(b Brooklyn, NY, July 5, 1942). American dancer, choreographer, and ballet company director. He studied dance in New York at the School of American Ballet and the High School of Performing Arts. In 1954 he made his stage début at the age of 11 as the child prince in George Balanchine’s The Nutcracker, with New York City Ballet. He appeared in both the Broadway and film versions of the musical West Side Story (1958, 1961), playing the role of Baby-John in the latter. His early performing experience included modern dance, musicals, and television as well as ballet. He danced with American Ballet Theatre (1963–8, 1971–2), where he created his first ballet, Harbinger (1967; Prokofiev), followed shortly by At Midnight (1967; Mahler); both were highly praised. For his first ensemble, the American Ballet Company (1969–71), he choreographed Intermezzo No. 1 (...

Article

Meredith Ellis Little

(b 1659–60; d June 14, 1710). French choreographer, dancing-master and author. He worked at the court of Louis XIV. His fame rests on his Chorégraphie, a book describing a system of dance notation that was used in Europe throughout the 18th century. He probably did not invent the system himself (although he said he had) but derived it from the original work of Pierre Beauchamps, Louis XIV's personal dancing-master. Unlike previous methods, which describe movement verbally and use letters to refer to the sequence of steps, Feuillet's system is a track notation. It represents symbolically not only the steps of the dancer, with his turns, leaps and slides, but also the floor pattern in which he is to travel. The dance music is printed at the top of the page, and the steps are marked off in a manner corresponding to the structure of the music (see Little and Marsh for an inventory of the extant dances)....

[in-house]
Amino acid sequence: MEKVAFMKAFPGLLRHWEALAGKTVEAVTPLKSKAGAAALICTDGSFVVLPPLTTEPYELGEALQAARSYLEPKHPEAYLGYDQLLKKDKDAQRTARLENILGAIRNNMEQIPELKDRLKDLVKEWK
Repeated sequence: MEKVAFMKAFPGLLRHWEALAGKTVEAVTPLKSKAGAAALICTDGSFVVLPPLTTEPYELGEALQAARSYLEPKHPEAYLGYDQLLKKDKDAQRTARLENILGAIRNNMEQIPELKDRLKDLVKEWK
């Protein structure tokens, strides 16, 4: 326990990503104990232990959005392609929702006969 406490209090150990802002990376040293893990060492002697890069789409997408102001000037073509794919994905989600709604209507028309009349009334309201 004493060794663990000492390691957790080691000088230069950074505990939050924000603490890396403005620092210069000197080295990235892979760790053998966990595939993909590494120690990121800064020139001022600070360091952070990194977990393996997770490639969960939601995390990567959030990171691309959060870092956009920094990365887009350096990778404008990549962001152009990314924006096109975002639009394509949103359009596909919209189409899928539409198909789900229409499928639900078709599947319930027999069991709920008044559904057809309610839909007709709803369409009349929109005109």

Article

Earle Hitchner

(b Chicago, IL, July 16, 1958). American Irish stepdancer, choreographer, flutist, and producer. At age 11 Flatley began stepdancing lessons at Chicago’s Dennehy School of Irish Dance. In 1975, at age 17, he became the first US competitor to win the All-World championship for Irish stepdancing. Flatley is also a three-time All-Ireland junior flute champion. He released the solo album …And Then Came Flatley (self-issued, 1981; reissued as CD entitled Michael Flatley on Son Records, 1995) and the double-CD On a Different Note (Unicorn Entertainments Inc., 2011). In 1988 he received a National Heritage Fellowship from the National Endowment for the Arts in recognition of his impact on Irish dance in the United States. Flatley’s biggest break and breakthrough, however, came on 30 April 1994, during the Eurovision Song Contest held in Dublin’s Point Theatre. There he and his dance partner, Jean Butler, electrified the seated audience and millions more watching on television with a seven-minute performance called ...

Article

Article

Claude Conyers

[Robert Louis]

(b Chicago, IL, June 23, 1927; d Washington, DC, Sept 23, 1987).

American stage, film, and television dancer, choreographer, and director. Son of a former vaudevillian, he began studying ballet, tap, and jazz dance at age nine and within a few years was appearing in local nightclubs and theaters. In 1944, at age 17, he enlisted in the US Navy and performed in its special services entertainment division. After the war, he went to New York and found work in the chorus of Call Me Mister (1948), where he met his first wife, Mary Ann Niles, with whom he formed a dance act. Their appearances in major hotels led to their being hired to appear on television variety shows and in the Broadway revue Dance Me a Song (1950), where he fell in love with Joan McCracken, one of the co-stars of the show. After divorce and remarriage, he enrolled at the American Theater Wing to continue his studies in theater arts. In ...

Article

Elizabeth Gibson and Curtis Price

[John]